262 F2d 761 Kanter v. United States
262 F.2d 761
Laurence V. KANTER, Appellant,
UNITED STATES of America, Appellee.
Ruth WOLINS, Appellant,
UNITED STATES of America, Appellee.
Jerome B. KANTER, Appellant,
UNITED STATES of America, Appellee.
United States Court of Appeals Ninth Circuit.
January 6, 1959.
Bryant R. Burton, Adrian P. Marshall, Los Angeles, Cal., for appellants.
Charles K. Rice, Asst. Atty. Gen., Thomas N. Chambers, Lee A. Jackson, Robert N. Anderson, James P. Turner, Attys., Dept. of Justice, Washington, D. C., Laughlin E. Waters, U. S. Atty., Edward R. McHale, Asst. U. S. Atty., Los Angeles, Cal., for appellee.
Before STEPHENS, Chief Judge, and CHAMBERS and BARNES, Circuit Judges.
CHAMBERS, Circuit Judge.
Appellants sued in the district court to recover income taxes paid under deficiency assessments for the years 1945, 1946 and 1947. The rulings were wholly adverse to their contentions and they appeal.1
The controversies arise out of three 15 year trusts established in 1944 by Minnie Kanter. Equal separate trusts were established for her three adult children: Laurence V. Kanter, Jerome B. Kanter and Ruth Kanter Wolins.2 A sort of reciprocal arrangement of trustees, all members of the family, was established. Laurence's trustees were his sister Ruth and her husband, Albert Wolins. Jerome's trustees were Ruth and his brother Laurence. Ruth's trustees were husband Albert and brother Laurence. Jerome was not a trustee and it is suggested the reason he was not was because he was away in the army. Income in each trust was to be accumulated in each trust for five year periods, then paid to be beneficiary.
The corpus of each trust initially was 6.81 per cent of the stock of Shop 'N Save, a Kanter family corporation organized under the laws of California. Mrs. Kanter carved the stock out of her 66.26 per cent stock ownership of Shop 'N Save, reducing her ownership to 45.83 per cent. Immediately before (as well as immediately after) the creation of the trusts the three children each owned in his own right without restriction 6.81 per cent of the stock of the same company. The remaining 13.31 per cent of the stock not mentioned above was owned by Mrs. Kanter's husband, Harry, who was also the father of the three children, appellants here. Apparently father Harry, sons Laurence and Jerome, and son-in-law Albert all worked in the business.
In contemplation by all, the day the trusts were established, was the transfer of a substantial portion of the Shop 'N Save corporation's assets to a family partnership to be established with general and limited partners, the partnership to be known as Kanter & Wolins. This event, establishment of the partnership, occurred about April 1, 1944. Eventually in 1950 most of the assets of Kanter & Wolins were exchanged for common stock of a new Kanter corporation: McDaniel's Markets, the partnership receiving the stock in exchange for assets.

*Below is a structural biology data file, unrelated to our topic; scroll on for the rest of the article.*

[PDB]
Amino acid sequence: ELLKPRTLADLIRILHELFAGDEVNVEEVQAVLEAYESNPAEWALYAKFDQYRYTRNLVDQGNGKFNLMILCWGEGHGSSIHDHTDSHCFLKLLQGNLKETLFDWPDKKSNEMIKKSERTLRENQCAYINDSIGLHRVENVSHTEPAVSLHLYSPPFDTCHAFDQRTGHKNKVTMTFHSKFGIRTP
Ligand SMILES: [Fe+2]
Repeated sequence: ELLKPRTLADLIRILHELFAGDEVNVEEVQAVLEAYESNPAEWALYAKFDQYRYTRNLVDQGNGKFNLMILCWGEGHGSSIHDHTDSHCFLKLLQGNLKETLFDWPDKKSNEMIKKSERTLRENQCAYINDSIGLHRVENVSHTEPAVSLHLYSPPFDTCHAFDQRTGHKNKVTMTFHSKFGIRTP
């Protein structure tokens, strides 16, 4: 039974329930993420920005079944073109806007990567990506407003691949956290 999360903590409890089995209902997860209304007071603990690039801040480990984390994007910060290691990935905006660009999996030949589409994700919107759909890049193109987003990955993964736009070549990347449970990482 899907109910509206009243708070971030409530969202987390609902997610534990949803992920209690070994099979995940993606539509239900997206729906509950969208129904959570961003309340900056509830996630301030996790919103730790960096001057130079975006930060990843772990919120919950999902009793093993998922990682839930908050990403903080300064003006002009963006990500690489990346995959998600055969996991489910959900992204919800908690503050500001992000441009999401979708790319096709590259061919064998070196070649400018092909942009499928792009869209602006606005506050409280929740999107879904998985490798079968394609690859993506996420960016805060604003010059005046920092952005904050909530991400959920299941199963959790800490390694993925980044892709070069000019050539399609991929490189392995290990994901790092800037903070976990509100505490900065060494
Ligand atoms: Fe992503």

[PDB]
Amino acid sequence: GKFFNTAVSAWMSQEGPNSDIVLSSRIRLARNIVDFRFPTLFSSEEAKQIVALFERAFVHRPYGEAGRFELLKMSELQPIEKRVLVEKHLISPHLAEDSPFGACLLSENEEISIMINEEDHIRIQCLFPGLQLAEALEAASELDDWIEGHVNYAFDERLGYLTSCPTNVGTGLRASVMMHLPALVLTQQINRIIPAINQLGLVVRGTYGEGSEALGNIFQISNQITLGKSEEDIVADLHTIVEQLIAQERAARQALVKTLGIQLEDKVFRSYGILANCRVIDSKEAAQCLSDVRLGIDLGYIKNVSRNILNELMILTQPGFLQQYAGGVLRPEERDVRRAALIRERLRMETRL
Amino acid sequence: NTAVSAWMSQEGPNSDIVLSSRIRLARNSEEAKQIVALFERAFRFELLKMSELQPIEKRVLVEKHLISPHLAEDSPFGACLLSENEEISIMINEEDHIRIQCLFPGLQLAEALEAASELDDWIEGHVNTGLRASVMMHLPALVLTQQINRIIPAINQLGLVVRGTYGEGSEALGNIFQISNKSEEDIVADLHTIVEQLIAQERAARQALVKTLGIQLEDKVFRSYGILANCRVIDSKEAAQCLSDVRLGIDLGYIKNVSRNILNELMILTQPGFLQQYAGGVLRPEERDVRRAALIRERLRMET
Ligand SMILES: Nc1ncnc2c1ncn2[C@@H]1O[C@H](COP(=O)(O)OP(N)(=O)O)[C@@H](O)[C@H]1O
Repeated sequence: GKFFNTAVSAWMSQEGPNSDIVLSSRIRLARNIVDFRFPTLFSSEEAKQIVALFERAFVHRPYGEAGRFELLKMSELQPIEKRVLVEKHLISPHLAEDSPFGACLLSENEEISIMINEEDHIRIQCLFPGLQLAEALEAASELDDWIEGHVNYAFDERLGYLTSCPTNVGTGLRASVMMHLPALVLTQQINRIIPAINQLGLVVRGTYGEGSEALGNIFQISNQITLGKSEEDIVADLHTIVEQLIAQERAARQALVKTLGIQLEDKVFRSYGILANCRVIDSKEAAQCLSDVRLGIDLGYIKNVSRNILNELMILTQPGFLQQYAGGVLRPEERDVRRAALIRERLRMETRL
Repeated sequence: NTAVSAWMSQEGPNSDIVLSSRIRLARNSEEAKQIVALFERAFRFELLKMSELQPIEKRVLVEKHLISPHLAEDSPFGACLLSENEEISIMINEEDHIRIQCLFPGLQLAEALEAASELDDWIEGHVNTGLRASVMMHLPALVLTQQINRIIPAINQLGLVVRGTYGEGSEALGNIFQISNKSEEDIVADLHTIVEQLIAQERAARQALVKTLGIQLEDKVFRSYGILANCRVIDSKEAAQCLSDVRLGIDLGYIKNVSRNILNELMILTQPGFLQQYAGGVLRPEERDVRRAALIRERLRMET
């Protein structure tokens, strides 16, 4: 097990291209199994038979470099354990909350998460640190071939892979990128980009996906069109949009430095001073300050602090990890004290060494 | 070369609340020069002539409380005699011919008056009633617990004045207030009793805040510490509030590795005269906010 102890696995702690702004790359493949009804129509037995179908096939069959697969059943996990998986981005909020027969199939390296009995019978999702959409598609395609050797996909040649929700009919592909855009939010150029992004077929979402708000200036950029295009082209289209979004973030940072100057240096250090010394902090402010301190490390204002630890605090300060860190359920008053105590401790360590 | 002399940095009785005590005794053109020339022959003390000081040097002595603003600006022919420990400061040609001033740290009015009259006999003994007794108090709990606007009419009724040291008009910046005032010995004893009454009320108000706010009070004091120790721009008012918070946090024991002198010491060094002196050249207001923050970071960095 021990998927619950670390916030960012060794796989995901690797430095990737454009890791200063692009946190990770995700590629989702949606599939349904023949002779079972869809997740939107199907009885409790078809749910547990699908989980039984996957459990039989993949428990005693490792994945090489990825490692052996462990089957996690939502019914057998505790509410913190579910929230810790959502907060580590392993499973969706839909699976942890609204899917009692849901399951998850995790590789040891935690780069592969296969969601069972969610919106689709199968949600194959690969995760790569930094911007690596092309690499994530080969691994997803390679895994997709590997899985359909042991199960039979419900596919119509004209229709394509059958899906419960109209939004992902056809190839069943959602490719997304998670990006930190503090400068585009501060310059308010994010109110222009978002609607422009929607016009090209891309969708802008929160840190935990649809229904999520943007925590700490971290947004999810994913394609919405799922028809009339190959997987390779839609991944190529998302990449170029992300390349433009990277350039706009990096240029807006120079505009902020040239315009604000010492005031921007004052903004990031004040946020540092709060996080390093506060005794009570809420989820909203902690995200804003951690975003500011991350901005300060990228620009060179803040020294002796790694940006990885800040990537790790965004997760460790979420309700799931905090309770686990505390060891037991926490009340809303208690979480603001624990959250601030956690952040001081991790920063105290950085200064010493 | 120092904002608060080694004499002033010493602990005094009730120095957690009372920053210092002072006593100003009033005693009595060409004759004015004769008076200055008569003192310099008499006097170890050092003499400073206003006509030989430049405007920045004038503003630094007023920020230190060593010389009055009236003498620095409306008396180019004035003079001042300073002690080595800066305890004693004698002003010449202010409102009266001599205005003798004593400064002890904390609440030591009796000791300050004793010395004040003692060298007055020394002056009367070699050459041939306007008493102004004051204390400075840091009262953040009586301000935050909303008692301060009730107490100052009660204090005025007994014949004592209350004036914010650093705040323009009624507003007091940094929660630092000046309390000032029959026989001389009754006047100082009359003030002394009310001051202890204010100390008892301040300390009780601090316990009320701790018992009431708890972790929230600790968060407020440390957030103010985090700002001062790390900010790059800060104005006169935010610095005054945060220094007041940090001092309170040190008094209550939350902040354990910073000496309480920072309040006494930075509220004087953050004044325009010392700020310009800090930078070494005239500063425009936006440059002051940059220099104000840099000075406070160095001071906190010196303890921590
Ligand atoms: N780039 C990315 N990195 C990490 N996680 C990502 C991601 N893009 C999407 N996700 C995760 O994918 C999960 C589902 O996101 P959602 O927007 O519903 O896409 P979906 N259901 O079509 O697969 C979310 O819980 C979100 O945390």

The theory of the deficiency assessments, which was accepted by the district court, was that the income of the trust was subject to the unfettered command of the beneficiaries and each should be taxed for the income in his trusts. Or stated differently, the Internal Revenue Service says the trusts were illusory.
As stated above, the trusts provided that income should be retained in the trusts and distributed every five years. But a discretionary provision was included as follows:
"In the sole and exclusive discretion of the trustees the accumulated income may be paid to the beneficiary at any other time or times than set forth herein if in their opinion the said beneficiary does not have sufficient income from other sources to provide for his proper support, maintenance, comfort, education and recreation." No provision whatsoever was made for invasion of the corpus for needs or desires of the beneficiaries.
The appellants rely heavily on the fact that all control of the trust corpus was absolutely given up by Mrs. Kanter. Then they say discretionary trusts are not bad and family trusts are not bad. They argue that there is no evidence that the beneficiaries exercised any control and that the trust instruments denied them control.
The government calls the arrangement a sham and tax evasion device. It waxes quite moral about the matter. But tax evasion is not the test. The problem is simply whether the tax avoidance plan succeeds with propriety under the law. Thousands and thousands of Americans buy municipal bonds just for tax evasion purposes. No doubt other thousands of Americans have recently bought a small amount of corporate stock to take advantage of the provision in the statute exempting the first fifty dollars of corporate dividends from the federal income tax. Such is respectable and there is no evidence that the taxpayers and their plan were any less respectable.
Of course, since the Clifford decision3 family trusts have been pleasant preserves for the Internal Revenue Service to go sniffing. And ofttimes the government's reward for such searching has been handsome.